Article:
Apr 19, 2023 at 3:01 PMUpdate: 5 minutes ago
A New Zealand competition in which children would hunt wild cats has been cancelled. Animal welfare organizations strongly criticized the event, reports BBC News on Wednesday.
The competition would be part of an annual event in the Canterbury region. Every year, hundreds of children and adults take part in a hunting competition where wild boars, deer and hares are hunted.
Feral cats are a plague in the country. It is estimated that they kill more than a million native birds and tens of millions of non-native birds each year.
That is why the organization decided to let participating children also hunt the cats. They could win a cash prize of 250 New Zealand dollars (about 140 euros).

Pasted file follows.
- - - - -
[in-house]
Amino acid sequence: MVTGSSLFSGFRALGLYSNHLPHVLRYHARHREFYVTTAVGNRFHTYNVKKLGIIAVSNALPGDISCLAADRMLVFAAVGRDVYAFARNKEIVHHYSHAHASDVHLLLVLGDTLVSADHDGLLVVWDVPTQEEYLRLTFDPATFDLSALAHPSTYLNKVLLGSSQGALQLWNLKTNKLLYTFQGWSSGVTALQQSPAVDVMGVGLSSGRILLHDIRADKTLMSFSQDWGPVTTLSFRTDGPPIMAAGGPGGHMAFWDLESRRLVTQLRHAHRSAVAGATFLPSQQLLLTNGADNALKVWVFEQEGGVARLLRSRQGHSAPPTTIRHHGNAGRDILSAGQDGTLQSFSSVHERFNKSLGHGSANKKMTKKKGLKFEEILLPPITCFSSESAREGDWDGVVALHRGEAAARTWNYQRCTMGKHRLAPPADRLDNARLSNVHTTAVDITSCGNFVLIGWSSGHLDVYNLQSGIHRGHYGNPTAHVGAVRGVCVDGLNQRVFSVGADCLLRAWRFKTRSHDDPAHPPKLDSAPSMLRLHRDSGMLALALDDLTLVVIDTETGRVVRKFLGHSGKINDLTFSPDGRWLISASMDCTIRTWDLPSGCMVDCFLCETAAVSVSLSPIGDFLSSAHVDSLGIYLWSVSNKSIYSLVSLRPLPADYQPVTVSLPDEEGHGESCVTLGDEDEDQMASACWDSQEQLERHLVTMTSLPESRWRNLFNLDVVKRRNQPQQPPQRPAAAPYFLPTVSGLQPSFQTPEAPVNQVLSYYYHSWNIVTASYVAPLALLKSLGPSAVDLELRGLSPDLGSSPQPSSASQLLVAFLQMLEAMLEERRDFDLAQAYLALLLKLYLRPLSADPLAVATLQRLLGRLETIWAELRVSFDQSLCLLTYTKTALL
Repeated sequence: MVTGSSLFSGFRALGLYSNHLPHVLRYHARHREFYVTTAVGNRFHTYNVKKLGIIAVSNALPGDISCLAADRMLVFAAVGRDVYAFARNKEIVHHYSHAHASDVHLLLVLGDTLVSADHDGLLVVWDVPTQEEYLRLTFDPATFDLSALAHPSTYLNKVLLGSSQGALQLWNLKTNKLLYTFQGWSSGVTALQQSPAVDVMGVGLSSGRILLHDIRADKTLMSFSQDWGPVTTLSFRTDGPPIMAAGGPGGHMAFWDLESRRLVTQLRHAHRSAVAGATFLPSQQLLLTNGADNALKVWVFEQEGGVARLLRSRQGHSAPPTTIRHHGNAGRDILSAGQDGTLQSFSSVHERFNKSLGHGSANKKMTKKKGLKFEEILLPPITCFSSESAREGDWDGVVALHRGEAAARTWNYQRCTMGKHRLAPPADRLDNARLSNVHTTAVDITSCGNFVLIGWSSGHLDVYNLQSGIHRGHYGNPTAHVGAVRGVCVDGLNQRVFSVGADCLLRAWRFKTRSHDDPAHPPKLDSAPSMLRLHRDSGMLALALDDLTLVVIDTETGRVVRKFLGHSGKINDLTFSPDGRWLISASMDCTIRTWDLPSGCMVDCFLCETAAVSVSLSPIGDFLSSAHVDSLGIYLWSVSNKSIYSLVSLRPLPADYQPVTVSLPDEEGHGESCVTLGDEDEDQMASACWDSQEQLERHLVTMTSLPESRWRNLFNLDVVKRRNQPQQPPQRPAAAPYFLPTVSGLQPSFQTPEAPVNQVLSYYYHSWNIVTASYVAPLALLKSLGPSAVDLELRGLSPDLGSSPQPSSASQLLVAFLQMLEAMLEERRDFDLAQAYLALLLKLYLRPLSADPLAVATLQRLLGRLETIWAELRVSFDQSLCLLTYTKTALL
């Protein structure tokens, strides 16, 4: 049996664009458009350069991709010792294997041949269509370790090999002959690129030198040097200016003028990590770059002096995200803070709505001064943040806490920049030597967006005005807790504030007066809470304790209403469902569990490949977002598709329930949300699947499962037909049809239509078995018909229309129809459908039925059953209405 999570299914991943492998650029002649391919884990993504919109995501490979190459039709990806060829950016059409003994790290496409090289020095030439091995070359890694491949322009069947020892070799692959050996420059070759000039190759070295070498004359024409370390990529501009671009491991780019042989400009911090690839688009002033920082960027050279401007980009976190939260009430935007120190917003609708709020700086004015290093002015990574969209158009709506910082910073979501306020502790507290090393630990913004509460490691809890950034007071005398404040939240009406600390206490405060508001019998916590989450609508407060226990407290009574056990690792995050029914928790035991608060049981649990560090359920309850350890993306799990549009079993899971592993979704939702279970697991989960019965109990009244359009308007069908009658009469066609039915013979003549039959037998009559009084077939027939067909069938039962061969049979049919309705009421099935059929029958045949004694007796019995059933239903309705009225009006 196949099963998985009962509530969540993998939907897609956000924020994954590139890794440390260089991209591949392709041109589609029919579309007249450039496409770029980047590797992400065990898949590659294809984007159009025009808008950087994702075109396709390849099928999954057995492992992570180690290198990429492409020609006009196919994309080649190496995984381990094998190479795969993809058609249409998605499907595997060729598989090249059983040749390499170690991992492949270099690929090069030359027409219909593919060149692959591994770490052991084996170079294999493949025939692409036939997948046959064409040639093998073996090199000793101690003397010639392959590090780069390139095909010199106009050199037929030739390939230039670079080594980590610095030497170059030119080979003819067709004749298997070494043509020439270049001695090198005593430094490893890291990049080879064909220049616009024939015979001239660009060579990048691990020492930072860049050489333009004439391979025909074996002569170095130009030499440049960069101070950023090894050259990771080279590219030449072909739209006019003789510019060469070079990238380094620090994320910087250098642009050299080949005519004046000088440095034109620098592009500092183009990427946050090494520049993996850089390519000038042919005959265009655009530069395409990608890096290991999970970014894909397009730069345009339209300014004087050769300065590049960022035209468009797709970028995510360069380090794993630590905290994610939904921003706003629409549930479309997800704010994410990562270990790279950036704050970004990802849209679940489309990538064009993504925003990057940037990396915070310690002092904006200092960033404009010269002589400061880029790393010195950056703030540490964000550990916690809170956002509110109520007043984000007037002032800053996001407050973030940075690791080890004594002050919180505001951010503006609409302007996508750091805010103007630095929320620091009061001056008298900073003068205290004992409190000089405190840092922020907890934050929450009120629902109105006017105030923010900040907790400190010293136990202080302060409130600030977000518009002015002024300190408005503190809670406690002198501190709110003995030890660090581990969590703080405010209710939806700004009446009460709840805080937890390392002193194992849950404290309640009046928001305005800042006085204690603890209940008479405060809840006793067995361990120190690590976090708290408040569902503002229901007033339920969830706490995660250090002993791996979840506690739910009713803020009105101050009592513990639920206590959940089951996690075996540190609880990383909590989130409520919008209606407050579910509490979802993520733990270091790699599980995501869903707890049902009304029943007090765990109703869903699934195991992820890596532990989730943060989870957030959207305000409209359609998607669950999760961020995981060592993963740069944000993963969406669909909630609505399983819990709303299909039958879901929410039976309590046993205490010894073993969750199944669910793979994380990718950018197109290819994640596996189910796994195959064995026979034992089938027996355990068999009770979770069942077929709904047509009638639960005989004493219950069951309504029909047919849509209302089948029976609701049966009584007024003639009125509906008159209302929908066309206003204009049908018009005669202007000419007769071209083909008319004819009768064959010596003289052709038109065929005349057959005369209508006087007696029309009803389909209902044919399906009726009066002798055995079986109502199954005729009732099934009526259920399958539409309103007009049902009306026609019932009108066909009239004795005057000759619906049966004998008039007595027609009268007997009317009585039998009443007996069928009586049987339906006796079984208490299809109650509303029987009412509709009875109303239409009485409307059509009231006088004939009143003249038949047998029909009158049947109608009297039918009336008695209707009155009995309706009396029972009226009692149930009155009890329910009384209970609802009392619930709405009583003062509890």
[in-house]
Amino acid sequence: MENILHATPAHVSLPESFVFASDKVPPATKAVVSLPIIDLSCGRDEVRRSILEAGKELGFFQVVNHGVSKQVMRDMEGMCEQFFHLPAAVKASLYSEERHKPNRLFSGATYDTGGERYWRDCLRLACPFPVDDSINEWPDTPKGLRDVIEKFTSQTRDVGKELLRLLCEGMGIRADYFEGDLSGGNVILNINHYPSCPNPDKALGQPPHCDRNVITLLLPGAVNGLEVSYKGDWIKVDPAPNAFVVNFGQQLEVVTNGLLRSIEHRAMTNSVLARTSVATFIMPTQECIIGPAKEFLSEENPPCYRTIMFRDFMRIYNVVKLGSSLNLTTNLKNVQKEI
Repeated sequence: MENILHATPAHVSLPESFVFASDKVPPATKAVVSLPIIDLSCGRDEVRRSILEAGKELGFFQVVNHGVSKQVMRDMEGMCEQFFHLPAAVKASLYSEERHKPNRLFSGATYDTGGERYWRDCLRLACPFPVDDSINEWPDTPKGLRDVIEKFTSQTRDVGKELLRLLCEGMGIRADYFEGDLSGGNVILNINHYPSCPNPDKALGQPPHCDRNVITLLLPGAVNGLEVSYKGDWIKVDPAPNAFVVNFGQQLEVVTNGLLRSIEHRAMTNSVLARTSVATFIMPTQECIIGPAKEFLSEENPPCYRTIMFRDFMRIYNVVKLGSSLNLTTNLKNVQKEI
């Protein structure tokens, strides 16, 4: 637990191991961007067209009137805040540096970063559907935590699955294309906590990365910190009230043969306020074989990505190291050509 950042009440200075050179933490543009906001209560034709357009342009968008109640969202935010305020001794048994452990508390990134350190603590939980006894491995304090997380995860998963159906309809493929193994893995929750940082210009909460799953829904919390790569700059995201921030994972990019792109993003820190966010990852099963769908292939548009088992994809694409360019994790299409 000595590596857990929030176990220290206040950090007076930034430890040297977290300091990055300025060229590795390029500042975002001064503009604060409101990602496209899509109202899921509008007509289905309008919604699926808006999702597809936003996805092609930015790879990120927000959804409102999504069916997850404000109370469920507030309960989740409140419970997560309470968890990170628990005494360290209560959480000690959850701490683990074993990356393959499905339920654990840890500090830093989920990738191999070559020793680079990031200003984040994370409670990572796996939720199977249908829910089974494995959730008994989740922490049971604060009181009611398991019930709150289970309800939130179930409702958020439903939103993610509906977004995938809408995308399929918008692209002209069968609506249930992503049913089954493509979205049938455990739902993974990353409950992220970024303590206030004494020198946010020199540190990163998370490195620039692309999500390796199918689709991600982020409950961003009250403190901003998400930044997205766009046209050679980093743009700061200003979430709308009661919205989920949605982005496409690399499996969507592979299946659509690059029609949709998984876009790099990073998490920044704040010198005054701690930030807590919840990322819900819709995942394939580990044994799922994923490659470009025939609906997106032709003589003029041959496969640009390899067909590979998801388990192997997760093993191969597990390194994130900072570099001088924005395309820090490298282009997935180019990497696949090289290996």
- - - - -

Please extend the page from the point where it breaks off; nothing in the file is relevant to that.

Animal welfare organizations condemned the contest, which was to take place in June, right after the announcement. The organization behind it received “annoying and inappropriate e-mails,” a spokesperson told AFP news agency.
‘Could have been a controlled cull’
It is not known who sent the emails. The New Zealand animal welfare organization SPCA is relieved that the “child category where feral cats would be shot” has been canceled. According to the organization, participants cannot distinguish between wild, frightened and domesticated cats.
But not everyone is happy with the cancellation of the cat hunting contest. More than a hundred people defended the event in response to a Facebook post from the organization.
They reasoned that the hunt could have been a “controlled cull.” “If only people knew the damage that wild cats do to the neighborhood,” said a Canterbury resident.